Leonid Bershidsky

Government-Run Digital Currencies Could Disrupt US Dominance

Venezuelan President Nicolas Maduro's announcement that the Latin American country will issue a cryptocurrency called the petro to overcome a "financial blockade" by the US probably mirrors the thinking of other maverick regimes. The possibility of sanctions-busting, and generally finding a way to work outside the Western-dominated global financial system, makes cryptocurrencies attractive to non-Western nations, and the more so to rogue regimes.

The West must decide soon whether it should try to regulate cryptocurrencies out of existence or join the fray -- and perhaps lose its current financial dominance in the process.

In August, the US sanctioned Venezuela and its main revenue engine, the oil company PDVSA, making it difficult for them to refinance their debts -- something the nearly bankrupt Venezuelan state desperately needs to do. But if Venezuela creates a cryptocurrency for which its central bank will hold a centralized ledger, it will be able to issue debt in this currency while providing a layer of anonymity for investors. They will be able to lend money to Venezuela and get repaid in cryptocurrency, which Maduro wants them to spend on oil and other Venezuelan commodities.

The Maduro government's glaring economic incompetence makes it difficult to buy into such an ambitious project: It has already all but killed off the country's fiat currency, the bolivar, with 949 percent inflation predicted for this year by the Bloomberg consensus forecast. Why would the Venezuelan socialists be any more careful with their possible crypto offering? Saying it'll be backed by commodity reserves doesn't mean restraint will be applied. Similar ideas, however, have occurred to far more reliable economic managers, such as the Russian monetary authorities, which plan to issue a crypto-ruble in the near future -- just as the US government mulls Venezuela-style sanctions against Russian debt, as well as against a potentially long list of regime-friendly "oligarchs."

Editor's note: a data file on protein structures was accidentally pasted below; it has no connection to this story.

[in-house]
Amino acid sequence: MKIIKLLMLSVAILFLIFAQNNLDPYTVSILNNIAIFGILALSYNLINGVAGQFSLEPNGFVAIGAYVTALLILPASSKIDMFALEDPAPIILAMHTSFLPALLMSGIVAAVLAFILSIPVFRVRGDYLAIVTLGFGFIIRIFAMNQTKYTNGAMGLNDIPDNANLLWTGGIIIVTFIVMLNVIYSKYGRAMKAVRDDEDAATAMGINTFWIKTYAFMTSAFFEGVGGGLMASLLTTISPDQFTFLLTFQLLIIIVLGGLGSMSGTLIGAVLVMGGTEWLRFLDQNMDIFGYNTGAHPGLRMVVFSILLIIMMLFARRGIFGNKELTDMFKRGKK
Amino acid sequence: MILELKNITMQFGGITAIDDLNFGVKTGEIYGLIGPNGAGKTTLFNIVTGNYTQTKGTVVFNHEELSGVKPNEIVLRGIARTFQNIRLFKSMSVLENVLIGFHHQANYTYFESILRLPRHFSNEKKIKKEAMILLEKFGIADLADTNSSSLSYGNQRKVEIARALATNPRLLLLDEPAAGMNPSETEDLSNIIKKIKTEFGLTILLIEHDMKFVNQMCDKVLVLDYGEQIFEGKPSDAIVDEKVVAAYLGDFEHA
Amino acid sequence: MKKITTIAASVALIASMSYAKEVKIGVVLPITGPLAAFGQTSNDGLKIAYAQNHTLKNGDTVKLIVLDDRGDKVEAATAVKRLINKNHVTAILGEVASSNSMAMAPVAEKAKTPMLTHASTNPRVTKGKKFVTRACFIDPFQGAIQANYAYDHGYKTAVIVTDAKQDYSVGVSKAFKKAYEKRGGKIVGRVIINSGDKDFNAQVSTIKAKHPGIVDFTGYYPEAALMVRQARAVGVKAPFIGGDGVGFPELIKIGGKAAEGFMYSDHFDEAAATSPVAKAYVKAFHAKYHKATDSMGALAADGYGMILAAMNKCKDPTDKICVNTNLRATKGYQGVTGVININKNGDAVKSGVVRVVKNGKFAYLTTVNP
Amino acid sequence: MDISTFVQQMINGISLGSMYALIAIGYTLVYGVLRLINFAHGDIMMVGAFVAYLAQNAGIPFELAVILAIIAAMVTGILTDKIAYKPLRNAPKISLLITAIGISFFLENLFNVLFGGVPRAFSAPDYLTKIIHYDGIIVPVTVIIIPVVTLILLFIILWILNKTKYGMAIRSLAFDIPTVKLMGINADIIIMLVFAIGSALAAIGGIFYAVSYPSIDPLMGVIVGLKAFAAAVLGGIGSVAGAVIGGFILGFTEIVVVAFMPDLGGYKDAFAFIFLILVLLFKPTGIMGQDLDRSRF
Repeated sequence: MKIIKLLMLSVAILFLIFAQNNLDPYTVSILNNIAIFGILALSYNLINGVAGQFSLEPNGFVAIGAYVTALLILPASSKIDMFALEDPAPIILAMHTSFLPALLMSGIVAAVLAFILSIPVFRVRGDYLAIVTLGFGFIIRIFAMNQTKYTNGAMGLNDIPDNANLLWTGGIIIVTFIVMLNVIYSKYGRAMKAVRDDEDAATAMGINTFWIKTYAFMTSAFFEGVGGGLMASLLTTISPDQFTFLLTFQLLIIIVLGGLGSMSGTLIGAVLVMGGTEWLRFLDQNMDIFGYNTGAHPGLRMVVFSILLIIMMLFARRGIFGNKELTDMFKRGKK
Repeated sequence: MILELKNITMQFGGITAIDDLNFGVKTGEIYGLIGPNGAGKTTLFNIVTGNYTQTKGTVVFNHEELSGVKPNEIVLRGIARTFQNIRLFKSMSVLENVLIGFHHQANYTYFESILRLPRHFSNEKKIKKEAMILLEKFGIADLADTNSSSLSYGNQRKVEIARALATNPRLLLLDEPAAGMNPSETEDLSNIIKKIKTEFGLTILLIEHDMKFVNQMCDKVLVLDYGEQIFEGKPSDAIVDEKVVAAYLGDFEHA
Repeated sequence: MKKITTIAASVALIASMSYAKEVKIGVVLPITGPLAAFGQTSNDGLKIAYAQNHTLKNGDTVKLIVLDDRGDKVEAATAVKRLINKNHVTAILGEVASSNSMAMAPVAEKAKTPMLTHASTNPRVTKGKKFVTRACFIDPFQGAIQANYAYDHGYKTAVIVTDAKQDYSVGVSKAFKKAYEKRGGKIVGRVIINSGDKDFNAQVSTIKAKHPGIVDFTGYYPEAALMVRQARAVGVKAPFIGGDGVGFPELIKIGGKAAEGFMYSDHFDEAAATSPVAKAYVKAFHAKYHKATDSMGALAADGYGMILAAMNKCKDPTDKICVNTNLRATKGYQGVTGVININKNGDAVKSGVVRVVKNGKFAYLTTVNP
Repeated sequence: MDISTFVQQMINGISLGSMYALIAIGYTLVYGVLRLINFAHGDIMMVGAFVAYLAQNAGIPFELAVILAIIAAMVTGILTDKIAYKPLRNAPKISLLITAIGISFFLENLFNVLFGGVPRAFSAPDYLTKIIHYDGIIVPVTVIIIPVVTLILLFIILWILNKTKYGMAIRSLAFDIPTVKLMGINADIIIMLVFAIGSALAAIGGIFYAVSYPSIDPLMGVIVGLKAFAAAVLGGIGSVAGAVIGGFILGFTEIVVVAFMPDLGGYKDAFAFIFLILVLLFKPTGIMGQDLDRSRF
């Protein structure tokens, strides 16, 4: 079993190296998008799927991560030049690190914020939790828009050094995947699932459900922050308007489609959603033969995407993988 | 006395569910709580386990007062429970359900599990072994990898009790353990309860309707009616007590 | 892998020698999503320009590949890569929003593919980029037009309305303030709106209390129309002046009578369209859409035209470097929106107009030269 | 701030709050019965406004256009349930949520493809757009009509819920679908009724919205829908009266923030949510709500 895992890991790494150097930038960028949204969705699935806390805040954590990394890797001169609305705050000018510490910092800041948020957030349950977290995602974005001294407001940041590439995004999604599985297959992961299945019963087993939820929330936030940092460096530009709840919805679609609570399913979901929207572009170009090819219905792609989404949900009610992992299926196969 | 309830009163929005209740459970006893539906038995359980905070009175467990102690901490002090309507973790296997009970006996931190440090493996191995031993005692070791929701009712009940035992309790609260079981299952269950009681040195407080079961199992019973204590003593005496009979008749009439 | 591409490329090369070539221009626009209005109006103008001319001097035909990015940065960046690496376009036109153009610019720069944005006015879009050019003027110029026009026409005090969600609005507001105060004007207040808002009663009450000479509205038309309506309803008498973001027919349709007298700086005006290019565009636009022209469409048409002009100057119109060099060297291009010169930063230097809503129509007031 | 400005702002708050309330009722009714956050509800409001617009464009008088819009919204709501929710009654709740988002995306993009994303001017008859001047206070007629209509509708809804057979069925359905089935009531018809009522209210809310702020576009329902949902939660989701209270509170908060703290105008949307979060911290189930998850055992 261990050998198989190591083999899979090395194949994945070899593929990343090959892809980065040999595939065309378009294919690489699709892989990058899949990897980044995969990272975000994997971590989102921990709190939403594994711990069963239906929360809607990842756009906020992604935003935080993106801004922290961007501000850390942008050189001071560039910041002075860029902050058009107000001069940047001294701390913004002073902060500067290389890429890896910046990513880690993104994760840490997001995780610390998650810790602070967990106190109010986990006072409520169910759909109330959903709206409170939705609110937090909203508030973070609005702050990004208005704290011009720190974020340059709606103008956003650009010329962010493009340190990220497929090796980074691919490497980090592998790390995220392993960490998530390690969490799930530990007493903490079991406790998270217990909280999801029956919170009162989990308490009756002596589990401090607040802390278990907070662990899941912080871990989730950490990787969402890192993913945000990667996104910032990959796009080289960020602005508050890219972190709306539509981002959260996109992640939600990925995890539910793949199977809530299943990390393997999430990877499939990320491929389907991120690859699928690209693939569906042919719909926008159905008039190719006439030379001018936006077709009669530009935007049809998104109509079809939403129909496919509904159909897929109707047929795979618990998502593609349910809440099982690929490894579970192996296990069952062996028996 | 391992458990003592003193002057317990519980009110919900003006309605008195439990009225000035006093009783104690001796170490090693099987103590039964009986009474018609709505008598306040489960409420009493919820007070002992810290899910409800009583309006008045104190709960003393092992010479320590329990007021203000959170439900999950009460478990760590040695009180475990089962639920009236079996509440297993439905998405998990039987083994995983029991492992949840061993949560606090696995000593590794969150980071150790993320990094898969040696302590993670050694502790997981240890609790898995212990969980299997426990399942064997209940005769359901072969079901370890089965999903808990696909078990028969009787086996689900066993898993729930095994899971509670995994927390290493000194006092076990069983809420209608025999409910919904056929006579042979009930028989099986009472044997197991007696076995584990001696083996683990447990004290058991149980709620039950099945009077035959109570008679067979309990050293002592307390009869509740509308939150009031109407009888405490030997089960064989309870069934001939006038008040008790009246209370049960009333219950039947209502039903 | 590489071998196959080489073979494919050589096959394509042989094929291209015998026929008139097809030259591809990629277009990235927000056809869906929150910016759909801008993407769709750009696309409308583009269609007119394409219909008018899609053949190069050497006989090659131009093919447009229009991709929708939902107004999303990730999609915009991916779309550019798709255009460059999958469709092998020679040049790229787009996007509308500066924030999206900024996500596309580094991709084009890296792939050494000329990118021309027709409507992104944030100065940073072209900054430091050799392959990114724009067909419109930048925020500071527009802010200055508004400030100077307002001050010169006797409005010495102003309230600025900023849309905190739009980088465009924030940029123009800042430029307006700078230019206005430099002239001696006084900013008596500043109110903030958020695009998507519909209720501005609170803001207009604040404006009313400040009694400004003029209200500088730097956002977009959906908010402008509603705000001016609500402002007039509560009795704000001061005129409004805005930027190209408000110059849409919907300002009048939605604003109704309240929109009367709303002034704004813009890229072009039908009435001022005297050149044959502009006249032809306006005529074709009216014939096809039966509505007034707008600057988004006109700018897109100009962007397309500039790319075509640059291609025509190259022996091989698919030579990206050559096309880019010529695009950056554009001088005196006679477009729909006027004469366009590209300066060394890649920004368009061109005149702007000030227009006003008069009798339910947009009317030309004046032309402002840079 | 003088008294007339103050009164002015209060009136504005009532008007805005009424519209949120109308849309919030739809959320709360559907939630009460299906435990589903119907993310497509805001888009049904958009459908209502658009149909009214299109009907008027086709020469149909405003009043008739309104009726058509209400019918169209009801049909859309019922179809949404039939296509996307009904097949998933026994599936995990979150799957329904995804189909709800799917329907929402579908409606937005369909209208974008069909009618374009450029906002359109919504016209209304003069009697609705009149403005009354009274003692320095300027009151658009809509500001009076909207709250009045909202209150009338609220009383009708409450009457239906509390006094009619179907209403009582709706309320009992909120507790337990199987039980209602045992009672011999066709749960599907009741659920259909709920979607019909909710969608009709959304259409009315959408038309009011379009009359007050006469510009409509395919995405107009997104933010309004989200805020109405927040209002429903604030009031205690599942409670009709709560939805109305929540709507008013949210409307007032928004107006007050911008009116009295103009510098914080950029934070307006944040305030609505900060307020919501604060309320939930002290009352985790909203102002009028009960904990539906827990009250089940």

Zura Kakushadze of the Free University of Tbilisi and Jim Kyung-Soo Liew of Johns Hopkins University described the potential benefits of this plan -- which could also apply to Venezuela, Iran, North Korea or any other sanction nation -- in a paper published last month. They pointed out that the crypto-ruble's promise of anonymity (except to the ledger-keeper, the Russian Central Bank) would draw international money-launderers and secretive wealthy people despite the Russian government's plan to tax any crypto-rubles whose provenance can't be explained at 13 percent, Russia's flat income tax rate: It would be a small price to pay for secrecy from Western regulators.

For Russia, creating a cryptocurrency would be insurance against the constant threat of being cut off from SWIFT, the Belgium-based quick money transfer network, the way North Korea is today and Iran was until its 2015 nuclear deal with the US, Russia and European nations. At the very least, a central-bank-run ledger would allow almost instant transactions inside Russia without the use of SWIFT. Last week, state-owned (and sanctioned) Sberbank conducted its first blockchain transaction with private Alfa-Bank -- a test for a future crypto-based payments system.